Enabling repeatable wheelset damage identification

Source: RTM Aug/Sep 16

Surface crack measurement technology has been used for rail defect inspections for nearly 10 years, but Dr Adam Bevan, head of enterprise at the University of Huddersfield’s Institute of Railway Research (IRR), and Stephanie Klecha, UK engineering manager at MRX Technologies, tell RTM how this has been expanded for assessing wheelsets.

Rail vehicle wheelsets are regularly maintained to ensure safe operation on track and prolong life. This is achieved through measurements to inspect roundness, profile shape (wear), rim thickness and visual inspections of surface damage. If necessary, wheels are reprofiled on a lathe to preserve the optimal wheel shape and remove any visible surface damage. 

Surface damage is difficult to classify visually, leading to highly subjective results. It is also not possible to establish defect depth through visual inspections. Magnetic flux leakage (MFL) technology has been successfully applied to the detection of defects in rails. This technology has been adapted and validated for the evaluation of wheel damage resulting in a fast, repeatable method of quantifying damage on railway wheels. 

The IRR’s Centre for Innovation in Rail supported MRX Technologies in bidding for funding through the Rail Operator Challenge Competition that was being run by the RSSB’s Future Railway Programme. This resulted in funding for an 18-month project in which the handheld Surface Crack Measurement (SCM) device was further developed by MRX Technologies and validated by the IRR through a series of wheel lathe trials and laboratory assessments of damaged wheels. 

Assessing RCF defects 

The SCM technology uses MFL measurements to assess the depth of rolling contact fatigue (RCF) defects. This is achieved by magnetising the specimen and measuring the remnant magnetic flux with an array of sensors. In a defect-free specimen, the flux lines travel undisturbed through the specimen, but if a defect is present, the flux cannot easily travel through it, causing some flux to leak at the position of the defect. This flux leakage is measured by sensors located in the SCM device as is it moved around the circumference of the wheel.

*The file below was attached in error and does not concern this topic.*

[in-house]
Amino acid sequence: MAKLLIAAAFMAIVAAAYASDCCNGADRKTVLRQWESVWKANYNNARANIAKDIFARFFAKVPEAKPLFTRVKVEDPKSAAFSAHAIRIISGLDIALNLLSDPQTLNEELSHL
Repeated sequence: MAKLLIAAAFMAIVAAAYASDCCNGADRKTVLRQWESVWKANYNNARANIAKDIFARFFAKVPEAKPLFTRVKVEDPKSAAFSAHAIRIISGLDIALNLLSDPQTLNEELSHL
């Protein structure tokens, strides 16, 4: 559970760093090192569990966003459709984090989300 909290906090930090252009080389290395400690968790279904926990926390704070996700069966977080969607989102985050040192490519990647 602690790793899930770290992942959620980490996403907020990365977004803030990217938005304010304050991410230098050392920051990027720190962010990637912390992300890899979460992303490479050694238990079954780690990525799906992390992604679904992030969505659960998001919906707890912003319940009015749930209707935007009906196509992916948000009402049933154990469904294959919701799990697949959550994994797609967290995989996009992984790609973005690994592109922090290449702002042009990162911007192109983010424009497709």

The measured signals are assessed using algorithms developed to relate the magnitude and frequency of the leaking flux signatures to the type and depth of the damage. The SCM technology reports the depth of the deepest defect in the scan (at depths of up to 10mm) and has been calibrated to quantify the amount of material to remove from the wheel to eliminate the damage. The damage measured by the SCM hand-held unit is output from the software as a damage map, which can be used to determine both the position and severity of the damage on the wheel tread. The maximum depth of all the defects identified during the scan is also reported. 

Through a series of depot trials, the handheld SCM device was demonstrated to have significant advantages over visual inspection. In many cases, especially for cracking and damage masked by grease and dirt, the SCM output has been shown to give an instant and clear indication of the severity and position of the damage on the wheel tread for a range of common wheel damage mechanisms. In contrast, visual inspection required a detailed and time-consuming assessment to identify the same damage. 

Damage was also detected on a number of wheels by the SCM device which was not visible on the surface and therefore impossible to detect during visual inspection. In these cases the damage was revealed during reprofiling on the wheel lathe and included examples of clusters of RCF and near-surface, thermally initiated cavities. Knowing this information prior to wheel reprofiling allows the wheel lathe operator to programme the required cut depth to remove the measured damage, reducing the time that the vehicle is over the wheel lathe. 

The SCM has also been shown to provide confirmation when a wheel is defect-free. This is useful for identifying if a wheel actually requires reprofiling and also to confirm that all damage has been removed following reprofiling, as there is some evidence that damage returns more quickly if not completely removed. 

Potential uses and benefits of SCM technology for quantifying wheel damage include: replacing visual inspection during routine maintenance exams; optimisation of cut depths at wheel lathe; trending to understand RCF development and growth rates; and supporting specific case studies and engineering decisions.

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